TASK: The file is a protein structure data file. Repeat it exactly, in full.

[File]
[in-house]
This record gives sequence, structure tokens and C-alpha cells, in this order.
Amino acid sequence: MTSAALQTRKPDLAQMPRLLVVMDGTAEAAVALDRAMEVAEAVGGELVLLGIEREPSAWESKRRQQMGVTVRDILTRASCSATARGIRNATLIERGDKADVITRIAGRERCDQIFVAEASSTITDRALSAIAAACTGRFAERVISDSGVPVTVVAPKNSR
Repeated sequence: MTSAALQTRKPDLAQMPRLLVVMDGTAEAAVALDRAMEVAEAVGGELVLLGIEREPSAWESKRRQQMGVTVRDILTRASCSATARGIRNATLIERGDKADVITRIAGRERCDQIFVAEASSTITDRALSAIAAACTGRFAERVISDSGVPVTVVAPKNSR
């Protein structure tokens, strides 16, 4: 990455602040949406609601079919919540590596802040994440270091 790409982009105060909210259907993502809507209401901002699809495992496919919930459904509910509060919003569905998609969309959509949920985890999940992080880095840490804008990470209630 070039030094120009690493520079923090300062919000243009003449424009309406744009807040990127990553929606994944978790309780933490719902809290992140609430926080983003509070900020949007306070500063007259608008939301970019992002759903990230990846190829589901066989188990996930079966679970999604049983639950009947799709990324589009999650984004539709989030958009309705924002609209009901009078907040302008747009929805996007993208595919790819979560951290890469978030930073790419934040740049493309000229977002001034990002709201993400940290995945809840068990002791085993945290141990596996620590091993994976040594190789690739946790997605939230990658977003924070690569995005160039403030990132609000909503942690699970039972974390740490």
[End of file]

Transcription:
[in-house]
This record gives sequence, structure tokens and C-alpha cells, in this order.
Amino acid sequence: MTSAALQTRKPDLAQMPRLLVVMDGTAEAAVALDRAMEVAEAVGGELVLLGIEREPSAWESKRRQQMGVTVRDILTRASCSATARGIRNATLIERGDKADVITRIAGRERCDQIFVAEASSTITDRALSAIAAACTGRFAERVISDSGVPVTVVAPKNSR
Repeated sequence: MTSAALQTRKPDLAQMPRLLVVMDGTAEAAVALDRAMEVAEAVGGELVLLGIEREPSAWESKRRQQMGVTVRDILTRASCSATARGIRNATLIERGDKADVITRIAGRERCDQIFVAEASSTITDRALSAIAAACTGRFAERVISDSGVPVTVVAPKNSR
């Protein structure tokens, strides 16, 4: 990455602040949406609601079919919540590596802040994440270091 790409982009105060909210259907993502809507209401901002699809495992496919919930459904509910509060919003569905998609969309959509949920985890999940992080880095840490804008990470209630 070039030094120009690493520079923090300062919000243009003449424009309406744009807040990127990553929606994944978790309780933490719902809290992140609430926080983003509070900020949007306070500063007259608008939301970019992002759903990230990846190829589901066989188990996930079966679970999604049983639950009947799709990324589009999650984004539709989030958009309705924002609209009901009078907040302008747009929805996007993208595919790819979560951290890469978030930073790419934040740049493309000229977002001034990002709201993400940290995945809840068990002791085993945290141990596996620590091993994976040594190789690739946790997605939230990658977003924070690569995005160039403030990132609000909503942690699970039972974390740490």